Soldo scores $61M Series B for its ‘spend management’ platform for businesses

Soldo, the U.K. fintech that offers a multi-user spending account for businesses, has closed $61 million in Series B funding.

Leading the round is Battery Ventures and Dawn Capital, with participation from previous backers Accel and Connect Ventures. In addition, a small portion is debt financing from Silicon Valley Bank. It brings total raised by the London-based startup to $82 million.

Founded by Carlo Gualandri, who previously helped create Italy’s first online bank, Soldo offers a multi-user spending account for businesses of all sizes — from SMEs to much larger enterprises — that need to deploy and manage expenses across an entire organisation.

It enables departmental and employee spending to be managed in real time by combining a Soldo account, central dashboard, apps for iOS and Android and virtual wallets or physical “pre-paid” Mastercards that can be handed out to employees, departments and even external consultants or contractors.

In addition, Soldo offers granular spending controls that are at the heart of its tech stack. This allows for different expense criteria for each employee, contractor or spending department, with permissions set and all spending trackable centrally. It also lets users capture receipt data, while the whole system integrates with commonly used business accounting packages such as Xero, QuickBooks, Concur, Expensify, NetSuite, Zucchetti and SAP.

Asked what the biggest challenge for Soldo has been over the last 12 months, Gualandri says, “educating the market,” something that he doesn’t see changing any time soon.

“When you don’t know that a solution exists, you don’t even call it a ‘problem’ but you consider it just a ‘fact of life,’ ” he says. “Spend management is a new category that replaces many old and outdated processes. [It] allows companies to distribute access to money with control, enabling flatter and more agile organisations. It will take time for the market to fully realise its transformational power.”

To that end, Gualandri says the most gratifying thing over the last year has been the results achieved within the companies that have started adopting Soldo. “We have been recognised by thousands of companies from small to very large as an innovative and reliable provider of financial services,” he tells me. “No small achievement in the traditionally more conservative world of business.”

Soldo isn’t profitable yet, but Gualandri says it could be within one or two years if that was the goal. However, this would mean choosing “slower, more organic growth” and given there is a very large market in front of Soldo it “would not be the right choice.” The majority of companies in Europe are still using “reimbursable expenses, spreadsheets and manual processes to manage the expense management cycle,” and Soldo’s competition largely remains the status quo way of doing things (although Denmark’s Pleo, for example, operates in a similar space).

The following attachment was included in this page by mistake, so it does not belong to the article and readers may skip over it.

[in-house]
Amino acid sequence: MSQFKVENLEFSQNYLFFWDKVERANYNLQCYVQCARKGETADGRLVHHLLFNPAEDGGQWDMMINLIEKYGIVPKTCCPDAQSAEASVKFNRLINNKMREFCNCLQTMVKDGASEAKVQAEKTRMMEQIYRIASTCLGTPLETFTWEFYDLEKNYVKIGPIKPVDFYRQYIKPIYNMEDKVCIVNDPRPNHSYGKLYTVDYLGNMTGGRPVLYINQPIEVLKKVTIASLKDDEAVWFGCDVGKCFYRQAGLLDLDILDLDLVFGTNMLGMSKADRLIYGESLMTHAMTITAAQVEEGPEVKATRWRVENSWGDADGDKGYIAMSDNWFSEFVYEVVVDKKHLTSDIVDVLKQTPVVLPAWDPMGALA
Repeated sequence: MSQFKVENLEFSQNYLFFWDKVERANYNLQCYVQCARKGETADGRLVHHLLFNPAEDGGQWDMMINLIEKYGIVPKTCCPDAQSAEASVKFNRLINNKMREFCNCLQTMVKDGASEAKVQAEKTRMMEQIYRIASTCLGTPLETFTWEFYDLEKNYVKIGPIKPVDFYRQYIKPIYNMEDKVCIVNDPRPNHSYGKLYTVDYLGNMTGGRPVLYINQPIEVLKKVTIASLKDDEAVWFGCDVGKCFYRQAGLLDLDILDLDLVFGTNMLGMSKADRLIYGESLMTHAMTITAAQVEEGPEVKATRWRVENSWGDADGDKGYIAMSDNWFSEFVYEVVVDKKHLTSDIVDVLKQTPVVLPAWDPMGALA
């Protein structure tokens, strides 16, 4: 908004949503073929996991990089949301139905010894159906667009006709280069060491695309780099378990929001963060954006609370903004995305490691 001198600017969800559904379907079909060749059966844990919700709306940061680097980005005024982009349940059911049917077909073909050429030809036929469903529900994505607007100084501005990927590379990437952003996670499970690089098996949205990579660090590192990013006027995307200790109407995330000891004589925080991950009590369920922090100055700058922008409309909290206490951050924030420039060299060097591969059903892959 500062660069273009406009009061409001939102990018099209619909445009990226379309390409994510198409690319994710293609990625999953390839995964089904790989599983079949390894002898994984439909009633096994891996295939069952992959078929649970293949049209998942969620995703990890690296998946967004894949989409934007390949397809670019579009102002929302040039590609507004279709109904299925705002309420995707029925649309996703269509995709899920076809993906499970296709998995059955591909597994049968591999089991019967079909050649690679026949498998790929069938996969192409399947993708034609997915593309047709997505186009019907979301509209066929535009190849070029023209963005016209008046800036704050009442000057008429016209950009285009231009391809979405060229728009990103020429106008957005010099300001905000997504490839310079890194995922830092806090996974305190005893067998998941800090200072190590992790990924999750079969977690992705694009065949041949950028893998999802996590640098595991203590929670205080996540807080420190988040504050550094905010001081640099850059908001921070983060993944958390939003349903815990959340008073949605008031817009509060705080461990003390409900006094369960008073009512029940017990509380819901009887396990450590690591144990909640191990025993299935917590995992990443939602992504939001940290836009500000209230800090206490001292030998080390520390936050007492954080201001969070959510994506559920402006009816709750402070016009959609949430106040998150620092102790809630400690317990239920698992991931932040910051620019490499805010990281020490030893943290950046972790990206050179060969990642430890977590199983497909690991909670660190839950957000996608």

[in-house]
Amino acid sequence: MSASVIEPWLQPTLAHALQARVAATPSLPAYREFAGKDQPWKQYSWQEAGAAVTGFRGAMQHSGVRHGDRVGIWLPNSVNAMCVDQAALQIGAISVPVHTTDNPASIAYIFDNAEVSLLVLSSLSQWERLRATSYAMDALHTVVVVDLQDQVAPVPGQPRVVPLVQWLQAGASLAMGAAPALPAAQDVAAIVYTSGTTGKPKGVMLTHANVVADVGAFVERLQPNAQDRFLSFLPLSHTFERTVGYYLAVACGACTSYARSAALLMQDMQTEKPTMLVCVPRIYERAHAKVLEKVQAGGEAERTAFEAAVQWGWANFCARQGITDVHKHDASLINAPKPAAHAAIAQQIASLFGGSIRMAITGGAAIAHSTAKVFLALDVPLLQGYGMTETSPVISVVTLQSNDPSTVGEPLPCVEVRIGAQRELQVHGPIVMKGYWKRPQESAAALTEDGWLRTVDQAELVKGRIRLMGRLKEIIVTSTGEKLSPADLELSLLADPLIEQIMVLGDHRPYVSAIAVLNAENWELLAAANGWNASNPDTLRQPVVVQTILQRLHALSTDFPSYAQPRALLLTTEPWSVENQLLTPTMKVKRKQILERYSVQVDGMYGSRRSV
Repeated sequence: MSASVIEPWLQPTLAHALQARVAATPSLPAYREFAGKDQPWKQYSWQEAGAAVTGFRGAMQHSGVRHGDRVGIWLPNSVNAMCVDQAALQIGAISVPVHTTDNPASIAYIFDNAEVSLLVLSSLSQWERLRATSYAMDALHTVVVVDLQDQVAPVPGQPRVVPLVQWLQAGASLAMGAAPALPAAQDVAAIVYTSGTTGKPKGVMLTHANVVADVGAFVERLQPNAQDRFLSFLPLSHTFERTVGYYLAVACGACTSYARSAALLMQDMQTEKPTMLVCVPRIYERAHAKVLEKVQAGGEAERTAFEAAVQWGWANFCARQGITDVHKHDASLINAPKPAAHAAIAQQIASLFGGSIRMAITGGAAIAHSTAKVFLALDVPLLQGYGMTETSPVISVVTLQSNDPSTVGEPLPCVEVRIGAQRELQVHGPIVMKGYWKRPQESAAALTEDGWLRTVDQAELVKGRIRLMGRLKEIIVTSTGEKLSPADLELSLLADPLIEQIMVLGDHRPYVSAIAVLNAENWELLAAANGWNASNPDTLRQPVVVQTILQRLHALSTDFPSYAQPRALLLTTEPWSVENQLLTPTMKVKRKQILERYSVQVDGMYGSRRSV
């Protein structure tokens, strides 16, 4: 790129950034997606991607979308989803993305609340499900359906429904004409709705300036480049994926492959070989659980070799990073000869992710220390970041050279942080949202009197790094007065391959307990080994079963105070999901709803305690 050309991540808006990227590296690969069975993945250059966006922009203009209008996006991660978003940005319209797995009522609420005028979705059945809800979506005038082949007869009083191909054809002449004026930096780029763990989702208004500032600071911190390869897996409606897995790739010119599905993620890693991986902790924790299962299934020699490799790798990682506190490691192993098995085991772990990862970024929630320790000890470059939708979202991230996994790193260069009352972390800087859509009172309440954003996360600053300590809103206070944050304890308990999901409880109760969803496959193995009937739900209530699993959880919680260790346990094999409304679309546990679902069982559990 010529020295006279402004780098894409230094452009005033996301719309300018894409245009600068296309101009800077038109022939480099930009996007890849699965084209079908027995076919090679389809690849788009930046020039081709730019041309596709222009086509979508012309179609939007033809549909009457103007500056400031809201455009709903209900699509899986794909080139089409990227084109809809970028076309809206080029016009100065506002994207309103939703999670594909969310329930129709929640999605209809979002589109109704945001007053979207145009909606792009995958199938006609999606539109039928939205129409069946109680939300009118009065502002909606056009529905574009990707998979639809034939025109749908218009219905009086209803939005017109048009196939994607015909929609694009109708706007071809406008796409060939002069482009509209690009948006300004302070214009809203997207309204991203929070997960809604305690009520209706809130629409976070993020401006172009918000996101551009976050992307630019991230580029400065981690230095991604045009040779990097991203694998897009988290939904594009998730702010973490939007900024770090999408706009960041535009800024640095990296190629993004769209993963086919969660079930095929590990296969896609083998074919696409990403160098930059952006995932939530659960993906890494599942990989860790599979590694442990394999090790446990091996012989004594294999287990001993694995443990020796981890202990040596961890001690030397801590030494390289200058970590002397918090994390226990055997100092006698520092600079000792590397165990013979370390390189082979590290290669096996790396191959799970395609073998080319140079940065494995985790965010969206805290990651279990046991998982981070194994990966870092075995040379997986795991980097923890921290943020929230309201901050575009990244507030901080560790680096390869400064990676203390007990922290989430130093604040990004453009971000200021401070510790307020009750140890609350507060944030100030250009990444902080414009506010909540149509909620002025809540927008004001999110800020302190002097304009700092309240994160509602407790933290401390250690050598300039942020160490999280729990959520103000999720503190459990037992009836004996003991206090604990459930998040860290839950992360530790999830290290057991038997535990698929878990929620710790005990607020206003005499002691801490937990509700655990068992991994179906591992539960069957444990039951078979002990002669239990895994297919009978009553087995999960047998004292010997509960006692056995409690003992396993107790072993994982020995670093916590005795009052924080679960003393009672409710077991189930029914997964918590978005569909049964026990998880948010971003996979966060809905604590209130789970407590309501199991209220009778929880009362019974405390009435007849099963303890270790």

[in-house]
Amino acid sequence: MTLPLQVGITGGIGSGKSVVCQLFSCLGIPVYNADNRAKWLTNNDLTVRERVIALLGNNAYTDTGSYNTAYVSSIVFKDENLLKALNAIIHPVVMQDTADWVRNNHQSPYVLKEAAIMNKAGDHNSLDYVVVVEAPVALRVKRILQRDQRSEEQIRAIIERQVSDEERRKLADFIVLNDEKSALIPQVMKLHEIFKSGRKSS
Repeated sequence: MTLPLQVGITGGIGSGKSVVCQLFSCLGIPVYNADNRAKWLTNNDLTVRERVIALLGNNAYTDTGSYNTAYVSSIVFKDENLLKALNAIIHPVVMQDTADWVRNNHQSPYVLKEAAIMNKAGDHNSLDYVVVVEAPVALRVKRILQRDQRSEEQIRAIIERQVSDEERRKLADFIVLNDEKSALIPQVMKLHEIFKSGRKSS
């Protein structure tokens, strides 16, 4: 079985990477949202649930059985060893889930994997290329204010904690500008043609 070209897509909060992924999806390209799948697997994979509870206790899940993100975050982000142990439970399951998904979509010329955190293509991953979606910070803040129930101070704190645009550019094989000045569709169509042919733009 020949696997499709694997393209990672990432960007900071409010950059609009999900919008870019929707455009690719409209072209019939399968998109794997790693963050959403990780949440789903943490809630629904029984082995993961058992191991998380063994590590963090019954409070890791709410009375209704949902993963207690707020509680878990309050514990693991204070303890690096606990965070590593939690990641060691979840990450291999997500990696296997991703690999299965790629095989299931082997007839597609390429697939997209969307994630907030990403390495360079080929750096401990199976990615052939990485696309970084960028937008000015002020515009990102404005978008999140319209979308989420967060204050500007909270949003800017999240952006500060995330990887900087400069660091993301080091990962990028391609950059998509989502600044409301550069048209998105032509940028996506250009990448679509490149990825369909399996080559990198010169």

“We are a company with a fixed cost base and good unit economics so the break-even point is dependent on how much we invest and grow the fixed cost base (because most of our investment is people) and the volume of customers and spend managed by our system,” he says. “So by deciding to invest in product and sales we are in effect targeting a larger revenue and profit base, but later on.”

Meanwhile, Soldo’s Series B round will be used to further grow in the U.K., where it claims a “leadership position,” and in Italy and Ireland. The company also plans to enter new European markets and double its workforce over the next 12 months. Gualandri says Soldo will continue to invest in its product, too, in order to tackle additional spend management “pain points.”

“Travel expenses is the most common need but procurement, purchasing goods and services, subscriptions, mobility expenses, employees benefits are all areas that can be innovated and are an expression of the concept of company spend management,” he says.

Meanwhile, Soldo recently secured an e-money licence from Ireland’s central bank in addition to the license it holds in the U.K. so that it can continue trading within the European single market post-Brexit and in the event of “no-deal.” “It’s crazy to think we’ve been forced to work for a year and a half on a hugely complex project, mostly duplicating something that we had already, to prepare our business for something that may or may not happen,” Gualandri told TechCrunch at the time of announcing its newly acquired Irish license.